In closing, a note about some of the outdated and offensive terms that appear in Forster’s story, such as “mulatto,” “half-caste,” “wog,” and “dago." These are all examples of how specific words contain a history of racism and oppression, and I think Forster uses them quite sarcastically and bitterly in his rejection of the “Ruling Race” (the British) and its own sense of racial superiority. Forster’s use of language here highlights the constructed differences between the “West” and its fantasized or projected “others” (see Edward Said's seminal study, Orientalism). Keep some of this in mind for next week’s reading, Heart of Darkness, and think about how Conrad’s text explores the various ways in which language is used as a colonizing force.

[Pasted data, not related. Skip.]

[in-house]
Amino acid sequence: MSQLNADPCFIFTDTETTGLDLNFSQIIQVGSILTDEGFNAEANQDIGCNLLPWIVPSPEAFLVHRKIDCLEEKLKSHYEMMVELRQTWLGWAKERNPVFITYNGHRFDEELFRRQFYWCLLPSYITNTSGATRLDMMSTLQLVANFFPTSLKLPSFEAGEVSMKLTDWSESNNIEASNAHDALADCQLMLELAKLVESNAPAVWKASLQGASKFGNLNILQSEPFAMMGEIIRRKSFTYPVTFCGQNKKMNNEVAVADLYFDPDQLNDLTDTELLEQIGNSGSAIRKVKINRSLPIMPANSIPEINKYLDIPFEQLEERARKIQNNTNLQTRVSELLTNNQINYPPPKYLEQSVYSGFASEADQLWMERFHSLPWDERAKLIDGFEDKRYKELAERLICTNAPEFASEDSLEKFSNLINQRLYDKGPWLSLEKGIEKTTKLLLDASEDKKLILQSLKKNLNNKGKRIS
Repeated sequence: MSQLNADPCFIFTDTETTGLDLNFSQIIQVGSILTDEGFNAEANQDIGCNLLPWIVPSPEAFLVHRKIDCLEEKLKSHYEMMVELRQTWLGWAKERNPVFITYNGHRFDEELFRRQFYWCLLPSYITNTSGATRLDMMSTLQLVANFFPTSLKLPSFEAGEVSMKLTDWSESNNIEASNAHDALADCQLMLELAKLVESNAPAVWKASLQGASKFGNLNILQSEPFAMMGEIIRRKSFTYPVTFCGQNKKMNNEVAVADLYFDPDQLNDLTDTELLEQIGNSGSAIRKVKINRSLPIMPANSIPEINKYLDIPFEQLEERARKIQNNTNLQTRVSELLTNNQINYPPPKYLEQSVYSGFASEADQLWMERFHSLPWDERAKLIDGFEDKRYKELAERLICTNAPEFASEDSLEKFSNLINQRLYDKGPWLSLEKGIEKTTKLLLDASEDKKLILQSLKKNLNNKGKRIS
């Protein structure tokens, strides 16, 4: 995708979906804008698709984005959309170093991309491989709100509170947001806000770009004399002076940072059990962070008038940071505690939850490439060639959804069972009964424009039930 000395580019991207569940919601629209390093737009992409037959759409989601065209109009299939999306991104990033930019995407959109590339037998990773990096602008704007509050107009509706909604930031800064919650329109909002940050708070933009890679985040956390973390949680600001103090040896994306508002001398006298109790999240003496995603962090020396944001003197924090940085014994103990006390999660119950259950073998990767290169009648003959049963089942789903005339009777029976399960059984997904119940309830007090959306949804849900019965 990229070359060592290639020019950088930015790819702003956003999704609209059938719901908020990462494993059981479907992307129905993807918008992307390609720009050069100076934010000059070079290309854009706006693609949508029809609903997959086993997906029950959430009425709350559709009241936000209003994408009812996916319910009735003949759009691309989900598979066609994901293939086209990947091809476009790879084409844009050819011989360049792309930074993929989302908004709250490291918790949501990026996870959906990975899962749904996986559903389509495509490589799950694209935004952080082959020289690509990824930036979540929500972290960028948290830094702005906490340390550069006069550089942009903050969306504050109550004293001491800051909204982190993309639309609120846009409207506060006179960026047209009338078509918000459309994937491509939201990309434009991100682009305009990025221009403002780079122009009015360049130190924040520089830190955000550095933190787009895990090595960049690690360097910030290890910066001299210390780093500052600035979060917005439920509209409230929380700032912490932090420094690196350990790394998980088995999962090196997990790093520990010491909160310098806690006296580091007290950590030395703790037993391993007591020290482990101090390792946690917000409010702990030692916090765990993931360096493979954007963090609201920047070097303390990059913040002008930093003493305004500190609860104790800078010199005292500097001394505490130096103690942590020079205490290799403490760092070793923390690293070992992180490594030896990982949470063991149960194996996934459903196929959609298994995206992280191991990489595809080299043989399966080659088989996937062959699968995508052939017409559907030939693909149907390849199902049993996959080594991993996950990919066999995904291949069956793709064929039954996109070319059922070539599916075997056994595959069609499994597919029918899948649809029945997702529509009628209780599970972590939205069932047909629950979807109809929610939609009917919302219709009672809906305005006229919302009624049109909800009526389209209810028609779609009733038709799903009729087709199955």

E. M. Forster, by Dora Carrington, c. 1924–1925